ZS: You've had moments where you've been quiet, but you've also had moments where you can shoot open a game if you catch the hot hand? How do you get into this zone? Does the basket keep getting bigger and bigger after each shot you hit, once you start feeling it?


TB: I think it's just about having confidence and patience and knowing I have to hit shots when my number is called. If I could get a few in a row, you bet if I get a good clean look at the rim the next shot is going up.


ZS: Which aspects led you to take your game to the United States and who were some of the influential figures who helped you choose to take your basketball career to the next level?


TB: It was my goal to become a college basketball player in the United States. I watched guys like Hedo Turkoglu in the NBA and that inspired me. When I was a young kid he was on the Sacramento Kings with Chris Webber and I used to try to watch his games and look at highlights.

One person who really helped me with my shooting is my coach in Turkey, Cavit Altunay. He is actually 86 years old now, yet he is still shooting. He is the guy who taught me how to dribble and create my shot, we spent a lot of time shooting between me him and my father and those were the good old days as they say. Vassalis Spanoulis is my favorite basketball player in Europe. I like his pick-and-roll concept and his leadership so I kind of tried to be like him.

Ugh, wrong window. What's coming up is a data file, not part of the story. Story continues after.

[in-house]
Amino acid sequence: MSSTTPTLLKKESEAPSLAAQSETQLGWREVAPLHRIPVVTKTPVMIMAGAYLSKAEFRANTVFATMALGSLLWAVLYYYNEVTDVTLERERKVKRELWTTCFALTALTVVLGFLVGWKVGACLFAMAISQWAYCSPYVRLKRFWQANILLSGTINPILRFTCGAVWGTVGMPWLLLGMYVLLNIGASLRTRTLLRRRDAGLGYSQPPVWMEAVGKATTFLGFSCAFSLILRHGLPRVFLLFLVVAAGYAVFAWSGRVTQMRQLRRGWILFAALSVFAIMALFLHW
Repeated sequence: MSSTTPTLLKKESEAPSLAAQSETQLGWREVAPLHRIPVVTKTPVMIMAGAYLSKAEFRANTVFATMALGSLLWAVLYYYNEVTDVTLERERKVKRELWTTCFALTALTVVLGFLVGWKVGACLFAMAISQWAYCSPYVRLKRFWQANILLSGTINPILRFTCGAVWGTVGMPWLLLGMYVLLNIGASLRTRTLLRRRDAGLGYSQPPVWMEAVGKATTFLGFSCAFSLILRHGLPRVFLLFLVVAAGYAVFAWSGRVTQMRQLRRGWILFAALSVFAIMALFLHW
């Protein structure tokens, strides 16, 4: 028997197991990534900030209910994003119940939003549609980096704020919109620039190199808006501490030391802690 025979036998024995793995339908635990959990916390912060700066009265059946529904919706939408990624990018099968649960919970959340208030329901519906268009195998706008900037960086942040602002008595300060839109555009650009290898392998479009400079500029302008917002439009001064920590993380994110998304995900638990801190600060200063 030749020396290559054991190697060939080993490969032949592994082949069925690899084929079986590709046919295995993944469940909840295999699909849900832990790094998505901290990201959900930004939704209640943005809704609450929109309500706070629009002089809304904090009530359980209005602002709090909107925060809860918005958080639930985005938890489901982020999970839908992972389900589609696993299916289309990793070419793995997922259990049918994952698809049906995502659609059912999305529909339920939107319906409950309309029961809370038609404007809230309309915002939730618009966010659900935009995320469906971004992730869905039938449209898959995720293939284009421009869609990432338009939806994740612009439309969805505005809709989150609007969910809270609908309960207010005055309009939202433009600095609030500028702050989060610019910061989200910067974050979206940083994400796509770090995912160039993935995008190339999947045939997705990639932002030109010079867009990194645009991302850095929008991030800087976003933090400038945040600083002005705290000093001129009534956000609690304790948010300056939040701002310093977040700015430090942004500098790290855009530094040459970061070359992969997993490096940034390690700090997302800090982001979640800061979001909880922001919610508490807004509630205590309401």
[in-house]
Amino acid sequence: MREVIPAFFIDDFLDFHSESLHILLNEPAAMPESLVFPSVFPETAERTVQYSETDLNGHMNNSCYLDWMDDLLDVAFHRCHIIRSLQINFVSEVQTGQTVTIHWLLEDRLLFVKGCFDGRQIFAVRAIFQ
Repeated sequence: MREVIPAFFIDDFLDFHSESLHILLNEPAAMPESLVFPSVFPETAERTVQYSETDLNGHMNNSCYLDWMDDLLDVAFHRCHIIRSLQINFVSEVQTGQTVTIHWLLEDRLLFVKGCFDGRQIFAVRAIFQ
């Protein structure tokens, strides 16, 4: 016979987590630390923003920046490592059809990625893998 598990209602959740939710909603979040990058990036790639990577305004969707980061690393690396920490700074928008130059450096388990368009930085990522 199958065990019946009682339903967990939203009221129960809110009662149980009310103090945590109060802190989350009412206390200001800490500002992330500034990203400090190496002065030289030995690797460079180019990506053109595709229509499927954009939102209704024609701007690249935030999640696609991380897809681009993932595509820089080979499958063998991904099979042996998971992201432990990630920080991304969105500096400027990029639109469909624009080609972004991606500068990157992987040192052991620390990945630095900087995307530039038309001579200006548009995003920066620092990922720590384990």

ZS: How did you find you find your niche as a shooter here in the U.S.? How did it all come about?


TB: Well, at first, I went to a school in D.C. I had a good time but I don't think my game was improving or I was being used the right way. That summer, I worked really hard at shooting the ball and earned a spot on the Turkey U-18 National Team. I was playing point guard and shooting guard for them, but unfortunately our tournament was cancelled as threat of war took over the country.


Tamir Turkman, he helped me find this school. So I am eternally grateful for that. He helps foreign students who aspire to study in the U.S.A. find schools that cater to them. He helps me every time I need him and is a very trustworthy guy. So, I am extremely appreciative that he is in my life.








ZS: What's your relationship like with fellow guard Thomas Fourtier like and how does it benefit your play on the court?


TB: Thomas is my best friend and he's my roommate, so we spend a lot of time working on our games even outside of the school and the schedule. Sometimes we will go up to UCF and shoot against each other and dribble against each other and really push each other to our extreme. Thomas is a big, strong guard and he can shoot from distance too, so it's like having a challenge everyday. Our chemistry off the court leads to chemistry on the court, he always knows how to find me open for a shot or cutting.